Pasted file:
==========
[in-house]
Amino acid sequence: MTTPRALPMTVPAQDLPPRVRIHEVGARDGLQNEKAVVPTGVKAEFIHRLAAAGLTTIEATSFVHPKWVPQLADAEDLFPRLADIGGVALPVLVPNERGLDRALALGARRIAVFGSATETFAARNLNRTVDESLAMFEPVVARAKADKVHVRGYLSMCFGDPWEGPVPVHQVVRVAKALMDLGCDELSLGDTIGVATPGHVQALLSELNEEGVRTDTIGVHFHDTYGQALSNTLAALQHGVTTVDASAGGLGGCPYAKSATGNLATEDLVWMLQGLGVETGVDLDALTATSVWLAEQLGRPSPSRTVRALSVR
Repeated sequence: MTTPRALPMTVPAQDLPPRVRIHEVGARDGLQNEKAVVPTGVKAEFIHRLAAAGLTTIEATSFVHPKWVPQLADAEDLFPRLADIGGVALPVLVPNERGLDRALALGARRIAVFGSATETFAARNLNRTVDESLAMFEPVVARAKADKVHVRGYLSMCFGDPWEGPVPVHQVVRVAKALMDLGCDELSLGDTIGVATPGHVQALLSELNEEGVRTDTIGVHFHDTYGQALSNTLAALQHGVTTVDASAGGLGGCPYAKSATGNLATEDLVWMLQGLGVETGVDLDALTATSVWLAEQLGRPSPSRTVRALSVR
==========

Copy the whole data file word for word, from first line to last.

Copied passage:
[in-house]
Amino acid sequence: MTTPRALPMTVPAQDLPPRVRIHEVGARDGLQNEKAVVPTGVKAEFIHRLAAAGLTTIEATSFVHPKWVPQLADAEDLFPRLADIGGVALPVLVPNERGLDRALALGARRIAVFGSATETFAARNLNRTVDESLAMFEPVVARAKADKVHVRGYLSMCFGDPWEGPVPVHQVVRVAKALMDLGCDELSLGDTIGVATPGHVQALLSELNEEGVRTDTIGVHFHDTYGQALSNTLAALQHGVTTVDASAGGLGGCPYAKSATGNLATEDLVWMLQGLGVETGVDLDALTATSVWLAEQLGRPSPSRTVRALSVR
Repeated sequence: MTTPRALPMTVPAQDLPPRVRIHEVGARDGLQNEKAVVPTGVKAEFIHRLAAAGLTTIEATSFVHPKWVPQLADAEDLFPRLADIGGVALPVLVPNERGLDRALALGARRIAVFGSATETFAARNLNRTVDESLAMFEPVVARAKADKVHVRGYLSMCFGDPWEGPVPVHQVVRVAKALMDLGCDELSLGDTIGVATPGHVQALLSELNEEGVRTDTIGVHFHDTYGQALSNTLAALQHGVTTVDASAGGLGGCPYAKSATGNLATEDLVWMLQGLGVETGVDLDALTATSVWLAEQLGRPSPSRTVRALSVR